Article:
Like Hardiman, Pryor did not go to an Ivy League law school, but instead graduated from Tulane University Law School in New Orleans in 1987. He then clerked for Judge John Minor Wisdom, a federal appeals court judge in the 5th Circuit. In 1997, he became attorney general in Alabama, when then-attorney general Jeff Sessions was elected to the U.S. Senate, and was later elected to the position in 1998 and again in 2002. During his tenure as attorney general, he was best known for removing controversial judge Roy Moore from the bench for refusing to take down a 2.6-ton Ten Commandments monument from the Alabama Supreme Court building.
Since being nominated and confirmed as a federal judge in 2003, Pryor has often ruled against death penalty inmates seeking relief from their death sentences, siding with the state in the majority of his decisions. He ruled that a U.S. Supreme Court decision barring automatic life sentences for juvenile offenders should not be applied retroactively, something the high court later reversed. Pryor also wrote the majority opinion in a 2009 decision upholding voter identification laws, which were being challenged as suppressing the rights of minority voters.
Trump’s pick could, of course, be none of the above, but one thing is certain: Tuesday’s announcement is likely to reinvigorate an ugly Senate debate over confirming Supreme Court nominees.
After Scalia’s death, Republicans—who held a majority in the Senate—denied a confirmation hearing and, in many cases, refused to even meet with Obama’s choice of Garland. Democrats have said that they will filibuster any Republican call for a vote on Trump’s new nominee.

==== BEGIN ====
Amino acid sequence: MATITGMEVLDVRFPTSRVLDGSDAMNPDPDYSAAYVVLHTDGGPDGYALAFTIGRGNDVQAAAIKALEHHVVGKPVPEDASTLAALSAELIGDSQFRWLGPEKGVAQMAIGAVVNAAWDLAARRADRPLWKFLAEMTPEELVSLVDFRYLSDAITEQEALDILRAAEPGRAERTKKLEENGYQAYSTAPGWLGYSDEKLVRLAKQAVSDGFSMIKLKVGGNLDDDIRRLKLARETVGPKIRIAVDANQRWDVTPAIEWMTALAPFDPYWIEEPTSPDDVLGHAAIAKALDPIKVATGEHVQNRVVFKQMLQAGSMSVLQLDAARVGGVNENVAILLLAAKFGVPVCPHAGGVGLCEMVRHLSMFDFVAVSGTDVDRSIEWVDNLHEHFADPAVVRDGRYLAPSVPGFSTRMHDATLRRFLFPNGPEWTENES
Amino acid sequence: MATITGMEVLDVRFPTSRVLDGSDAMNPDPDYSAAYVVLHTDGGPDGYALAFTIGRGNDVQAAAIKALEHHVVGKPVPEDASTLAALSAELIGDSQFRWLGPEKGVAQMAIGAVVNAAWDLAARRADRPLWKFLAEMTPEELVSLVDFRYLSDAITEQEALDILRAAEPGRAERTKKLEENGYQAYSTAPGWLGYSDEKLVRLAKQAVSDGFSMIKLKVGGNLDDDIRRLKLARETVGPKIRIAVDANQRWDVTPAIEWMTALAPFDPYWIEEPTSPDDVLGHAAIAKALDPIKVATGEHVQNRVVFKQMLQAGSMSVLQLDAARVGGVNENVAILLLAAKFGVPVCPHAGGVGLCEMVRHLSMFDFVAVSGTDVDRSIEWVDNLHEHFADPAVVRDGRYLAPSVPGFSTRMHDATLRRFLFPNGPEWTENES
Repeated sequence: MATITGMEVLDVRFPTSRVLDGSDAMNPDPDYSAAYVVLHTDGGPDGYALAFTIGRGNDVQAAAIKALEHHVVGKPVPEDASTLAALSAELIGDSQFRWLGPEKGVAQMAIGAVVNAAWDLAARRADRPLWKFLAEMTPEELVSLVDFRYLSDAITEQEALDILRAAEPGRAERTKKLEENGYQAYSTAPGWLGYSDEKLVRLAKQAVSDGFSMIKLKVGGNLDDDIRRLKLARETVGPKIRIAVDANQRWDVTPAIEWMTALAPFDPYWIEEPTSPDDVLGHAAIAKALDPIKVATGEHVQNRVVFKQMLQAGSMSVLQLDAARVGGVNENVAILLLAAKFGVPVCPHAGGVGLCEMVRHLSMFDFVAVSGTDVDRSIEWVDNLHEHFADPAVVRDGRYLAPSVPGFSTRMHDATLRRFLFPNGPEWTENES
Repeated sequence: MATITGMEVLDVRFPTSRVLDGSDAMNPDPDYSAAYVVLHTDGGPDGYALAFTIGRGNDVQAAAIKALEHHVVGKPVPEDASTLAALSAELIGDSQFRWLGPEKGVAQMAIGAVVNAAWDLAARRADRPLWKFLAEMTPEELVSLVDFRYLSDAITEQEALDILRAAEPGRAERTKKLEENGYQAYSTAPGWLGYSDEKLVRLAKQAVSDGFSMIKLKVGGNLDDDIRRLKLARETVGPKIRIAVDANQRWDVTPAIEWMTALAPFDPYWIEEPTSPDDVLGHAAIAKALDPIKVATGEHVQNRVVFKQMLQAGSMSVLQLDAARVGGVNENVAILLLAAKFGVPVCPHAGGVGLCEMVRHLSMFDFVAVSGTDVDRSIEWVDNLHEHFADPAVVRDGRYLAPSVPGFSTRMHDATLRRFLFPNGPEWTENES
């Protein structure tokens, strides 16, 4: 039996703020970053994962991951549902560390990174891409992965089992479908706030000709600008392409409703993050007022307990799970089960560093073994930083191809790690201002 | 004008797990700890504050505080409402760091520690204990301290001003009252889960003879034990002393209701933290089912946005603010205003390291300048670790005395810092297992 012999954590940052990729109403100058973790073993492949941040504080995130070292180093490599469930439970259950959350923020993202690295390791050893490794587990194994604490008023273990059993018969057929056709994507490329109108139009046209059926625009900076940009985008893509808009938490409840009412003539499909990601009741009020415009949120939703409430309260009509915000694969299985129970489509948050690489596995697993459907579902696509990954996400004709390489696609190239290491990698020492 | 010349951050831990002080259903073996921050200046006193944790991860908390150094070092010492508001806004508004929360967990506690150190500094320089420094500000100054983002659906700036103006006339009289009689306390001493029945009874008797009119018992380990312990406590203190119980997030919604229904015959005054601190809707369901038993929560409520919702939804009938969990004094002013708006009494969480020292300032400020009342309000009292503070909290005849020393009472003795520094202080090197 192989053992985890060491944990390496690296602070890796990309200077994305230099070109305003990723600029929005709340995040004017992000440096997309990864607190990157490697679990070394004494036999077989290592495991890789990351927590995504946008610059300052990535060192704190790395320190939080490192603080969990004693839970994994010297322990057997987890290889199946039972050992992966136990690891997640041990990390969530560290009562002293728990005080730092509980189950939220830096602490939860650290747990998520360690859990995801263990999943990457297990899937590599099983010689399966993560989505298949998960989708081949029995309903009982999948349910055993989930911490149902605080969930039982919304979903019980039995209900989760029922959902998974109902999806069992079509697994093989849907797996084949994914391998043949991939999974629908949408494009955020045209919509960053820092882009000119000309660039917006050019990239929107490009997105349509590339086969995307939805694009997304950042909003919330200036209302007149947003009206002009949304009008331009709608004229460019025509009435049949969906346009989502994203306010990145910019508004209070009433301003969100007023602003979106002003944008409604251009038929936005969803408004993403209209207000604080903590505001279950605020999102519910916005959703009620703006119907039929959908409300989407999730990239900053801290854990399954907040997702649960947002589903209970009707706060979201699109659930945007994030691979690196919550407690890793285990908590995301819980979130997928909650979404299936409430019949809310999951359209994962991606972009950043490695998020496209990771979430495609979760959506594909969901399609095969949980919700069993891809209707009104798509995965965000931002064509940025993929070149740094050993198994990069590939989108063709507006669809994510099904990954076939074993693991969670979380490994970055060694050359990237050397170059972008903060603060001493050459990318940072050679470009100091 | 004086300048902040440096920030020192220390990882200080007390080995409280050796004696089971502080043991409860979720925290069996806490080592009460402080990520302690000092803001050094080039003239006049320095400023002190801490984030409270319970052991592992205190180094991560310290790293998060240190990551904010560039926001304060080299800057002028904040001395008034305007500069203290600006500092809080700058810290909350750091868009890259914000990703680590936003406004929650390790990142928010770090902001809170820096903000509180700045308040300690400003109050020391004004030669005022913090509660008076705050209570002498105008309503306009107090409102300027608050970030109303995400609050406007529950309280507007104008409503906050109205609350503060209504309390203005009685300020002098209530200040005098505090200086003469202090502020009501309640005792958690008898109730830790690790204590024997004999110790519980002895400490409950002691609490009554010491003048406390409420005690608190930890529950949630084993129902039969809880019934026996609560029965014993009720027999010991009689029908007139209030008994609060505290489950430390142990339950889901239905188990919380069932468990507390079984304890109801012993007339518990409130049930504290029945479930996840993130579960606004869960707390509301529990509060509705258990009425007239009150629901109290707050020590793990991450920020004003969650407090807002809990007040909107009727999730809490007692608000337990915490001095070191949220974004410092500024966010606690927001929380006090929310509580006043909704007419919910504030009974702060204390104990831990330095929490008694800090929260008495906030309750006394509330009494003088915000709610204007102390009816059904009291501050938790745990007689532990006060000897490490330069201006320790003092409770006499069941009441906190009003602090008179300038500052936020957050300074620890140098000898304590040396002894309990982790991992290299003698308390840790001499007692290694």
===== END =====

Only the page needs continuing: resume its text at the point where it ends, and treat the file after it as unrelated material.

“The refusal of Republicans to hold a hearing for Merrick Garland makes it fairly easy to unite Democrats against [any Trump] nominee,” said Scott Lemieux, a writer and professor of political science at the College of Saint Rose, where he focuses on the Supreme Court and constitutional law.
“This is a Supreme Court seat that was stolen from the previous president,” Brad Woodhouse, a top Democratic strategist, told The New York Times.
Any Democratic filibuster of Trump’s nominee would take 60 votes to break, and the GOP only has 52 seats in the Senate. Alternatively, Republicans could amend Senate rules to further limit the use of a filibuster by the minority party, like Democrats did in 2013, but Republican Majority Leader Mitch McConnell, unlike his Democratic predecessor Harry Reid, said this week that he had no interest in eliminating the filibuster.
To try to peel off enough Democrats to prevent a filibuster, Trump is expected to nominate a “safe pick” — a conservative justice who embraces an originalist view of the Constitution, but is measured in his criticism of liberal issues, according to Lemieux. That would make someone like Gorsuch a frontrunner, who Lemieux calls “basically a clone of Scalia,” since the judge is more careful in his public statements than someone like Pryor. On the other hand, Lemieux says, Pryor would appeal to social conservatives, a group that Trump’s Administration seeks to galvanize.
While the war over this “stolen seat” plays out in Congress, the high court remains ideologically fractured, with four conservative-leaning justices (Alito, Roberts, Thomas, and Kennedy) and four more liberal ones (Ginsburg, Kagan, Sotomayor, and Breyer). Given that they are often divided in their decisions, the lack of a tie-breaking vote has meant that some decisions had to be left in the hands of lower courts or decided on very narrow grounds.
If Democrats do succeed in filibustering Trump’s nomination without convincing McConnell to eliminate the filibuster, the Court could continue to be hobbled in its decision-making, at least until another justice resigns or passes away.